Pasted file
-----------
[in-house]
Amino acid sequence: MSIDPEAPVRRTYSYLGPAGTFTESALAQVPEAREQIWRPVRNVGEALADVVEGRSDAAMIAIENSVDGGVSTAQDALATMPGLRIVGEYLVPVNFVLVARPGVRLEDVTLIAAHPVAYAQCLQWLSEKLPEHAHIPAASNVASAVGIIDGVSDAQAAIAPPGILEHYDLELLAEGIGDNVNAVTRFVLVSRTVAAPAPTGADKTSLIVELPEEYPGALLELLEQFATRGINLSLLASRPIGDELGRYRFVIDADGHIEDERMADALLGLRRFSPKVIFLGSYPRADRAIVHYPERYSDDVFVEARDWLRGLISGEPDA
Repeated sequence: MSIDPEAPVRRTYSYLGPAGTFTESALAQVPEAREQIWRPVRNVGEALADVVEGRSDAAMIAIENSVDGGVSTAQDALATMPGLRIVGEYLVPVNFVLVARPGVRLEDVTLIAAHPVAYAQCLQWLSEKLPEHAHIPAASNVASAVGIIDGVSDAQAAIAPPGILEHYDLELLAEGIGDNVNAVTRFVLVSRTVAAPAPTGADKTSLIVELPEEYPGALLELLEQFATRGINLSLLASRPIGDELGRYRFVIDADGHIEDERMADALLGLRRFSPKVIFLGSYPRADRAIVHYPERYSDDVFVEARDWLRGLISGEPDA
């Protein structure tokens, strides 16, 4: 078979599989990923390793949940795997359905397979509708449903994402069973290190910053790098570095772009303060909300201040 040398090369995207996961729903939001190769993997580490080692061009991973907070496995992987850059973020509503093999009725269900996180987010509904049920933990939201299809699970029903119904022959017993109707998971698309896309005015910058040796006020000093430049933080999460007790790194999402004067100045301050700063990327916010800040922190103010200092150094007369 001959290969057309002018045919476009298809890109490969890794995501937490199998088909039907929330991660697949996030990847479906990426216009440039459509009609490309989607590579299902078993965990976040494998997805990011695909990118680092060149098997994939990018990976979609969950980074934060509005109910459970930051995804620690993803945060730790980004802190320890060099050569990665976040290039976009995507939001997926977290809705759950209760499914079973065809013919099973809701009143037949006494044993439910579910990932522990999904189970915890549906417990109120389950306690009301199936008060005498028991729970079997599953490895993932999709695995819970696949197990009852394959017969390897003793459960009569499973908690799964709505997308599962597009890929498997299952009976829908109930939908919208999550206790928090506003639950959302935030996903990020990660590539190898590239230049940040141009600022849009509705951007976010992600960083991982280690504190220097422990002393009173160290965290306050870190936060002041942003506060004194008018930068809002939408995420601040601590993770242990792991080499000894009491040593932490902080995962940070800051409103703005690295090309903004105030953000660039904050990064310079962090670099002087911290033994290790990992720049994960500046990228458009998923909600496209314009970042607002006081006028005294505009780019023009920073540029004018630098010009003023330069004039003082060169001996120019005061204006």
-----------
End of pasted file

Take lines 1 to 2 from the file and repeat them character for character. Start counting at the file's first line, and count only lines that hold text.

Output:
[in-house]
Amino acid sequence: MSIDPEAPVRRTYSYLGPAGTFTESALAQVPEAREQIWRPVRNVGEALADVVEGRSDAAMIAIENSVDGGVSTAQDALATMPGLRIVGEYLVPVNFVLVARPGVRLEDVTLIAAHPVAYAQCLQWLSEKLPEHAHIPAASNVASAVGIIDGVSDAQAAIAPPGILEHYDLELLAEGIGDNVNAVTRFVLVSRTVAAPAPTGADKTSLIVELPEEYPGALLELLEQFATRGINLSLLASRPIGDELGRYRFVIDADGHIEDERMADALLGLRRFSPKVIFLGSYPRADRAIVHYPERYSDDVFVEARDWLRGLISGEPDA